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Building a Compiler: generating the output

Code generation

enhanced parse trees or equivalent for executable code
object code

Actions can be directly embedded in YACC, or we can be making passes over parse trees created earlier.

code generator tools

There are no tools as ubiquitous and as useful as LEX and YACC, but there are various possibilities which may help:

executor program

Use an existing code generator, or create a simple code generator and write a simple executor program to obey it.
run-time slow
easy to write

back-end translator

Use a simple code generator in the compiler, or even just create parse trees, and run the output through a second translator that creates real machine code:
compilers are easier to write
need to create an extra (back-end) translator
can make one compiler per language and one back-end translator per computer and pair them to make all possible combinations i.e. O(n+m) instead of O(n*m).

automatic generation of back-end translator

Given the formal semantics of the input and output, create the back-end translator automatically: current research, not completely successful yet.

Code optimisation

There are various sorts of code optimisations, some of which (global) normally take place before code generation during repeated scans of the entire program or large parts of the program using e.g. parse trees, and some (peephole) during a single scan of the code, looking at short sequences while or after it is generated.

Both global and peephole optimisations can be further classified into machine dependent (e.g. looking at register usage) and machine independent (e.g. looking at the order of evaluation of expressions) optimisations.

machine dependent peephole
e.g. optimise register loading: keep track of what is in registers and avoid reloading them. e.g. for A= B; C= B; D= A*E;

  acc= B         [acc = B
  acc=> A        [acc = B,A
  acc= B         unnecessary
  acc=> C        [acc = B,A,C
  acc= A         unnecessary
  acc* E         [acc = ?
  acc=> D        [acc = D
machine independent peephole
e.g. constant folding: expressions containing constants can be partially evaluated at compile time. This is especially true of address calculations e.g. A[B+1] - we can add 1 (or whatever) to the address of A at compile time.
machine dependent global
e.g. optimising variable storage: find the most frequently used variables (per program or routine or loop or whatever) and keep them in spare registers.
machine independent global
e.g. loop optimisations:
loop invariants
remove as much calculation as possible from the body of the loop, to be performed once and for all before the loop starts.
induction variables

  for (i= 0; i<10; i++) a[i]= 0;
  for (i= 0; i<20; i+=2) *(a+i) /* but i already scaled! */ = 0;
  for (?= 0; ?<10; ?++) *(a++)= 0;
loop unrolling

  for (?= 0; ?<5; ?++) {*(a++)= 0; *(a++)= 0}
Optimisation is expensive (in machine time) so make efficient use of it e.g.:

Making best use of registers

Although the simple methods described in $\S $10 generate the best possible code for simple computers, they do not make best use of sets of registers, as more complex access patterns can be used with a set of registers than with a stack. Also, if different registers are being used, modern computers can usually be executing more than one instruction at once.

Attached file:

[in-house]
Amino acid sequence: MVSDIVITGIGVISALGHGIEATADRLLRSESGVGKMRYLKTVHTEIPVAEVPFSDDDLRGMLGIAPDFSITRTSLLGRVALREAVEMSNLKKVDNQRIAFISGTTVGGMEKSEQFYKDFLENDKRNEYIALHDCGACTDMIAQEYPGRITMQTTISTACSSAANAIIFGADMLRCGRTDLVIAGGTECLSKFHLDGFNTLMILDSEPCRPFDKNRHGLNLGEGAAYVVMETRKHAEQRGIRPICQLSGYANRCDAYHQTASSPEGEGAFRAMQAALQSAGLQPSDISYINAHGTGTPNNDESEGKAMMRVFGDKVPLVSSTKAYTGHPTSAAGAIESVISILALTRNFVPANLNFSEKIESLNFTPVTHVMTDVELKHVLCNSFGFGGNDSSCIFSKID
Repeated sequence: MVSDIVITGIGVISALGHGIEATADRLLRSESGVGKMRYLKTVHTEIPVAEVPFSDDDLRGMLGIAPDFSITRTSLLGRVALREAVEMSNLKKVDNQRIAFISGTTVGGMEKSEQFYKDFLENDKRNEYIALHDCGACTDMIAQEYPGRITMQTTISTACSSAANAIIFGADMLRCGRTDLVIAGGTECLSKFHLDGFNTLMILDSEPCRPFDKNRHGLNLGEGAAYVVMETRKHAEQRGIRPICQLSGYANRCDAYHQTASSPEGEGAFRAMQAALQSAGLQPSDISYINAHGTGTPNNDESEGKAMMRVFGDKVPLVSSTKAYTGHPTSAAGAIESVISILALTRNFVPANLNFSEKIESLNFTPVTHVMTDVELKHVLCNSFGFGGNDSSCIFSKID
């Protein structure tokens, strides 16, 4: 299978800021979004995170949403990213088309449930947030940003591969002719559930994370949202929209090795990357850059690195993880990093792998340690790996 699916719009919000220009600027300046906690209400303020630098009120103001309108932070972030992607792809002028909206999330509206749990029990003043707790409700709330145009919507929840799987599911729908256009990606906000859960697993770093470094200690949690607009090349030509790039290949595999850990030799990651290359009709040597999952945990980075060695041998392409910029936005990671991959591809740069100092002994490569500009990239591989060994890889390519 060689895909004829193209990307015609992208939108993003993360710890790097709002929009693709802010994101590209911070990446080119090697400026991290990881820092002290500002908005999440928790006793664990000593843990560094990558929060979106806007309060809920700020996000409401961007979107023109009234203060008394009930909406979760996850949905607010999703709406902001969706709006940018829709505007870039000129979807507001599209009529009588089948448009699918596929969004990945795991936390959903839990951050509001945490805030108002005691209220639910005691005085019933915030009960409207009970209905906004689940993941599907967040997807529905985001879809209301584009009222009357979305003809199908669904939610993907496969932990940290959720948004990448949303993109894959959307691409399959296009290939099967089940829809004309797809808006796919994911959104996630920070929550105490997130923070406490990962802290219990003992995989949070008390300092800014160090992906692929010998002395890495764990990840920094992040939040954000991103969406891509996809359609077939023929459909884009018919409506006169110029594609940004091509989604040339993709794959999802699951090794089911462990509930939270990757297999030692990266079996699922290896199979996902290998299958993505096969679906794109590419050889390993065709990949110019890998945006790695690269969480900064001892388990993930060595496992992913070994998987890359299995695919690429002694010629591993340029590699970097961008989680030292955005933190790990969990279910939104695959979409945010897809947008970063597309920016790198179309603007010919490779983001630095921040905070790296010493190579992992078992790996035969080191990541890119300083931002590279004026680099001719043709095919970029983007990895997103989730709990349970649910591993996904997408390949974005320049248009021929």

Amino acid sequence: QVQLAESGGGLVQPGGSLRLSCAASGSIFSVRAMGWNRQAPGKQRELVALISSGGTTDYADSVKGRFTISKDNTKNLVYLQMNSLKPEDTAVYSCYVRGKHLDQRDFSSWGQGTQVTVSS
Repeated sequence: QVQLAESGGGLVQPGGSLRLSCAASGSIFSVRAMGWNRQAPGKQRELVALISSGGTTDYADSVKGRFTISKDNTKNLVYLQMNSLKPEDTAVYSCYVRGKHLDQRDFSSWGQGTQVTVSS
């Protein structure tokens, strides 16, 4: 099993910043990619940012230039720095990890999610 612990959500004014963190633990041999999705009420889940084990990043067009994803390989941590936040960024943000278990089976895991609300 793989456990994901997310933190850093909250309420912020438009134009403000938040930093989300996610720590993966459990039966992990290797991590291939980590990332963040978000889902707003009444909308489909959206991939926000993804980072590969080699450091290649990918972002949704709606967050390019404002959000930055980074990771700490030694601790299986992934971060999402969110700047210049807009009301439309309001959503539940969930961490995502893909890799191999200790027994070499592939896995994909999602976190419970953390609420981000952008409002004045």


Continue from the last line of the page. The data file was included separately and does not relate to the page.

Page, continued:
e.g. suppose we are using
S+= U*V + X*Y;
to sum values in a loop, and Y is invariant but U, V, and X are changing. We would want to at least store Y and S in registers:

     reg1 <- U                    }          these pairs
     reg2 <- regY * X             } }        of instructions
     reg1 <- reg1 * V               } }      could be
     regS <- reg2 + regS              }      overlapped
     regS <- reg1 + regS
Outline algorithm:

Constructing a compiler from tasks: Passes

It is normally best to go for the fewest number of passes, but the analysis may be more complex (e.g. not all things declared before use) or the later phases, particularly code generation and optimisation, may require extra passes, or even some tools we are using (e.g. back-end translators) may require extra passes. We might even use a pipeline if we do not have enough memory to fit the whole compiler in at once. (c.f. $\S $8.1)

e.g. 1-pass compiler: use LEX and YACC, write a set of routines to create and use a dictionary, and to generate (and optimise) code, and call the routines from the YACC actions (as we have seen in examples).

e.g. multi-pass compiler: use LEX and YACC and write semantic and code-generation routines as above, but also write tree creation and tree-walking routines. Call the tree-creation routines from YACC, then after yyparse in the main program call the tree-walking routines to perform semantic analysis and code-generation in one or more traversals of the tree.

e.g. multi-pass compiler: create a pipeline, with a separate program for each of the analysis and coding phases.



Capon & Jinks: chs. 3.4-6, 12.1, 10, 14
Aho, Sethi & Ullman: chs. 2.8-9, 8, 9.9-10, 10.1-2, 11
next up previous contents
Next: Syntax-directed Translation Up: CS2111: Design and Implementation Previous: Building a Compiler: recognising   Contents
Pete Jinks